Arriving a mere two days ago, this place already feels like a home. The illustrator and artist I am sharing my new home with, Ksenia, would like to revolve her artist project around the concept of ‘home’. Another artist, Rina, due to living in the L.A. for eight years, became interested in notions of identity.
The house I share with Ksenia becomes my new home from the moment I set foot in it. Regrettably, among some of my first thoughts is also a negative, very primal one. ‘It’s so cold, how am I going to survive this?’ runs through my head, when we enter the cosy house in our thick winter coats. While I listen to the explanations by the staff all whilst donning our thick outdoor clothing , I can see their warm breaths forming little clouds in the air. A new thought pops into my head: maybe I can take a picture of this at a later time.
These kind of ideas re-occur over the following days. Having a break from my regular work and focusing on this artist in residence feels like giving both my mind and body a break. I also feel as if some motor has being set into motion and I hope to get inspired. It is a wonderful dream coming true, being here and having three weeks to create. No other obligations. It also feels great to be back in Japan again.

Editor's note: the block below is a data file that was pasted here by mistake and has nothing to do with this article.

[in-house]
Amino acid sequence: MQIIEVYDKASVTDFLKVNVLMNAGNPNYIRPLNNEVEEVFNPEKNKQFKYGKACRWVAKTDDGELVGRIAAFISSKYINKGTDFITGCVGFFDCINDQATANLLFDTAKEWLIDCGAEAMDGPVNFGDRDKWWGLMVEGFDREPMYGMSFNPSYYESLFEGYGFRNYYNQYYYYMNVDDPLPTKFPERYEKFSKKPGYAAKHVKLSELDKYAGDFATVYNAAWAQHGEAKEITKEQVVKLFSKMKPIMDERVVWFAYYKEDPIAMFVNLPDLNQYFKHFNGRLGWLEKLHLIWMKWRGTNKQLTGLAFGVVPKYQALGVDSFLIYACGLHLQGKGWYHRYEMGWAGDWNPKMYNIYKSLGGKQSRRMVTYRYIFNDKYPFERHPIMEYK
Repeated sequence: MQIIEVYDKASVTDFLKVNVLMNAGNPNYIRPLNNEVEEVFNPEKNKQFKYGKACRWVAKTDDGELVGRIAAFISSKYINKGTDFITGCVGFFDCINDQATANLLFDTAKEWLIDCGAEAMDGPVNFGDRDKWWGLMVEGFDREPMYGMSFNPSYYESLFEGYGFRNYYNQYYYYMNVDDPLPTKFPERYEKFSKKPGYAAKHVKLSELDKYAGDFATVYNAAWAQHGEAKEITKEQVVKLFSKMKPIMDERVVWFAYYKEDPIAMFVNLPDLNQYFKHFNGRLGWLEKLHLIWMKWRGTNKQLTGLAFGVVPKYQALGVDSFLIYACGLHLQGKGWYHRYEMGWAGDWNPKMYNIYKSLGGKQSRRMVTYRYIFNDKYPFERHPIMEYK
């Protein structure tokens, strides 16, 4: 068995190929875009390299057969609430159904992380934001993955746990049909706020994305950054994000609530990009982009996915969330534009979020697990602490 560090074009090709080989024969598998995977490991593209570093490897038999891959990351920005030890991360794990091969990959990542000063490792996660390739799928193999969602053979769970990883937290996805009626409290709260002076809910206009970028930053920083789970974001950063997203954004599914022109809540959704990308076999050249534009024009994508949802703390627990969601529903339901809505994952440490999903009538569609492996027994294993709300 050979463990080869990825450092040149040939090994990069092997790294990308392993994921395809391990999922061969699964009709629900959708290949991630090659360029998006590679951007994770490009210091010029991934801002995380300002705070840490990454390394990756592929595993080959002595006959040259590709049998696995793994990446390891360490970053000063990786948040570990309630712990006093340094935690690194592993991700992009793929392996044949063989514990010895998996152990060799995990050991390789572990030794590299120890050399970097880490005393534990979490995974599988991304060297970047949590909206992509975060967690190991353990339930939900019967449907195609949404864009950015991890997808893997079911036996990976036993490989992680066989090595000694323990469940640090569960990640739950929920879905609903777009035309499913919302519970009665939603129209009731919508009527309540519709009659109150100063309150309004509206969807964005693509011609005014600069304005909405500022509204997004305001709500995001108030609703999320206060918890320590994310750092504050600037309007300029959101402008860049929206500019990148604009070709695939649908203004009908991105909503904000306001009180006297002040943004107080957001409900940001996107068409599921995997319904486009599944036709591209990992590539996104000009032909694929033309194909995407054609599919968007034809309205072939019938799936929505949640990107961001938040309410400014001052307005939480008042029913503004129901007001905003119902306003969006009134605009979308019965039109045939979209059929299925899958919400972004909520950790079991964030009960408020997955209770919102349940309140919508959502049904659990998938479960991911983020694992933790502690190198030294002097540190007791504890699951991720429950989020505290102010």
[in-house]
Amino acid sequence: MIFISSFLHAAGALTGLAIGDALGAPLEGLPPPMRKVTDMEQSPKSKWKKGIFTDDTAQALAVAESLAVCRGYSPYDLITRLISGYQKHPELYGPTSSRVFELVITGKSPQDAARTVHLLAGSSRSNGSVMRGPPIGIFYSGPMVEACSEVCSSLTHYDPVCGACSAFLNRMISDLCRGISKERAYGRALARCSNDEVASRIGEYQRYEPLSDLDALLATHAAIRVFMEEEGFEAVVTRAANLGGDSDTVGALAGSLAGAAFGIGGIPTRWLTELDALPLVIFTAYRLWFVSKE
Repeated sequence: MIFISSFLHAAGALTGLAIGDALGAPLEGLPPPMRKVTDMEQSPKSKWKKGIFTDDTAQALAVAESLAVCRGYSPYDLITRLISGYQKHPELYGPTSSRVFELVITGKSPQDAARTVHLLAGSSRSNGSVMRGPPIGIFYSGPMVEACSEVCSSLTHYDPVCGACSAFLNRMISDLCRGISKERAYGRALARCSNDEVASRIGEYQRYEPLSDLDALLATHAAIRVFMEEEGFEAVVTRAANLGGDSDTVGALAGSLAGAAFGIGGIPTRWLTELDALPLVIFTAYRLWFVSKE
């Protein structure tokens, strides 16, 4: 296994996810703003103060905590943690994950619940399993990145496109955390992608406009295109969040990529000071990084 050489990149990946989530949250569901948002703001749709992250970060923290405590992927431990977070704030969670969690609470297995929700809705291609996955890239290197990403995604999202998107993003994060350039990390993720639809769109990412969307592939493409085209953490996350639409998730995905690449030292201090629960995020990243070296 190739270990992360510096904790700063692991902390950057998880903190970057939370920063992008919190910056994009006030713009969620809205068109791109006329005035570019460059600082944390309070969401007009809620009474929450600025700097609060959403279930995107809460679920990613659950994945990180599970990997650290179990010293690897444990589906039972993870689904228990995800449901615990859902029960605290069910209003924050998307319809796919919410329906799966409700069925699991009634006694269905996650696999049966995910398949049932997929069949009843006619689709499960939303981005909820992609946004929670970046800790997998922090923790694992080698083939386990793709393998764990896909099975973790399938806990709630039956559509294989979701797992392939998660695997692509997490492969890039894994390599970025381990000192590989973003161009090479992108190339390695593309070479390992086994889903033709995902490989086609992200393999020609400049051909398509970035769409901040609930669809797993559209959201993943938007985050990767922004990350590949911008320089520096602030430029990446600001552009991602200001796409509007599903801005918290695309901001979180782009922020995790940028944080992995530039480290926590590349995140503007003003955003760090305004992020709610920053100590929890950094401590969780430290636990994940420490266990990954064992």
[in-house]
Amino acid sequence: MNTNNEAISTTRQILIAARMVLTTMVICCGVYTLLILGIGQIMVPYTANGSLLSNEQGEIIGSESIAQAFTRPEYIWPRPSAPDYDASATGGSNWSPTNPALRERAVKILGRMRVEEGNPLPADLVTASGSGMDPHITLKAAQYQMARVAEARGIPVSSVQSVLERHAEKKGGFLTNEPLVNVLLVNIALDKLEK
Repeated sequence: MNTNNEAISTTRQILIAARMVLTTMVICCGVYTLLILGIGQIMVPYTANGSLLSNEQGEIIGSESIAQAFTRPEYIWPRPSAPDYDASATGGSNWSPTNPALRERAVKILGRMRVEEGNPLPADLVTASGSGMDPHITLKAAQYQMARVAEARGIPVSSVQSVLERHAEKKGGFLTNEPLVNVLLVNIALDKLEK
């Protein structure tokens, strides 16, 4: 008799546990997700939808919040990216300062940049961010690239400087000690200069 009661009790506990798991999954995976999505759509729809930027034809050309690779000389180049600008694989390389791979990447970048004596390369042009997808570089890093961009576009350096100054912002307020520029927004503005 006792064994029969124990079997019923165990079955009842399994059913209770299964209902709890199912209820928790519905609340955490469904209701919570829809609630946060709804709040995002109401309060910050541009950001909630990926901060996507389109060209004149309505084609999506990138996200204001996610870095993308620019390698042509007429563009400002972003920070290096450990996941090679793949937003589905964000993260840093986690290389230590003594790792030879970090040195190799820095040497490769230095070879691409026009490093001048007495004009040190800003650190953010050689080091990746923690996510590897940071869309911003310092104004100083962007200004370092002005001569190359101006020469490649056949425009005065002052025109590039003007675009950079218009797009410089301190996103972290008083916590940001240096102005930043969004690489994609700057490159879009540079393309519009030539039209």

The house to me seems like a bit of a fairy-tale. It is cosy, small and very tastefully crafted by Eikoh Tanaka and his friends. The house Ksenia and I are spending our time in used to be the house Eikoh grew up in. It is clear that it has been renovated with passion. Small details and elegant designs make the feel warmth from the beginning: even if in reality it is freezing cold.
Negative thoughts about the cold quickly make place for great first impressions. The heaters, kotatsu (low table with built-in heater) and my warm clothes make the cold bearable.
The reality of the program differs from my expectations. The program does not ‘only’ revolve around staying in Kameoka. The staff is very helpful and many social gatherings are organized. As sentimental as it may sound, it feels like I entered a new world, a new bubble, maybe even a little new family.
There are coffee meetings, dinner parties and hiking’s scheduled. Several surprises already. Yesterday we were given a disposable camera. After the program a photobook will be compiled. It is great fun to carry the camera around, being more attentive of interesting sights to capture. This morning I tried to capture the dew on my bedroom window and the sunshine shining through it.